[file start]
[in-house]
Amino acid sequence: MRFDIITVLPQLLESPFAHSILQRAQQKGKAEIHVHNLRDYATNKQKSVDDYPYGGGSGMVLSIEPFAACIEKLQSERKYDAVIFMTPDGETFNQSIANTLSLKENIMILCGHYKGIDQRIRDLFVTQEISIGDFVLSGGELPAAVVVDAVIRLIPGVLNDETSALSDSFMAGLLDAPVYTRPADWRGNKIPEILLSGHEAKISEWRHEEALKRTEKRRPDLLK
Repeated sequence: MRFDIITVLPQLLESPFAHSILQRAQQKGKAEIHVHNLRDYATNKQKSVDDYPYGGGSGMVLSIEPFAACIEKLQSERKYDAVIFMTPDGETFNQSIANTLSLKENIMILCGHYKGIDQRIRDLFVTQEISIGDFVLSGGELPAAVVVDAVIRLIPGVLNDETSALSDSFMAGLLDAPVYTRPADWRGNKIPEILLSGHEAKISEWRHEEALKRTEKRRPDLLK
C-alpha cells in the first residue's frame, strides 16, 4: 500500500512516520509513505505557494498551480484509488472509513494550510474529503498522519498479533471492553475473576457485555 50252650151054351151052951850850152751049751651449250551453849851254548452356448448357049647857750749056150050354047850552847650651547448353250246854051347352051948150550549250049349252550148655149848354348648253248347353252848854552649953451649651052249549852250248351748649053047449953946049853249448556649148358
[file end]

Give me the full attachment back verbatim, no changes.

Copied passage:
[in-house]
Amino acid sequence: MRFDIITVLPQLLESPFAHSILQRAQQKGKAEIHVHNLRDYATNKQKSVDDYPYGGGSGMVLSIEPFAACIEKLQSERKYDAVIFMTPDGETFNQSIANTLSLKENIMILCGHYKGIDQRIRDLFVTQEISIGDFVLSGGELPAAVVVDAVIRLIPGVLNDETSALSDSFMAGLLDAPVYTRPADWRGNKIPEILLSGHEAKISEWRHEEALKRTEKRRPDLLK
Repeated sequence: MRFDIITVLPQLLESPFAHSILQRAQQKGKAEIHVHNLRDYATNKQKSVDDYPYGGGSGMVLSIEPFAACIEKLQSERKYDAVIFMTPDGETFNQSIANTLSLKENIMILCGHYKGIDQRIRDLFVTQEISIGDFVLSGGELPAAVVVDAVIRLIPGVLNDETSALSDSFMAGLLDAPVYTRPADWRGNKIPEILLSGHEAKISEWRHEEALKRTEKRRPDLLK
C-alpha cells in the first residue's frame, strides 16, 4: 500500500512516520509513505505557494498551480484509488472509513494550510474529503498522519498479533471492553475473576457485555 50252650151054351151052951850850152751049751651449250551453849851254548452356448448357049647857750749056150050354047850552847650651547448353250246854051347352051948150550549250049349252550148655149848354348648253248347353252848854552649953451649651052249549852250248351748649053047449953946049853249448556649148358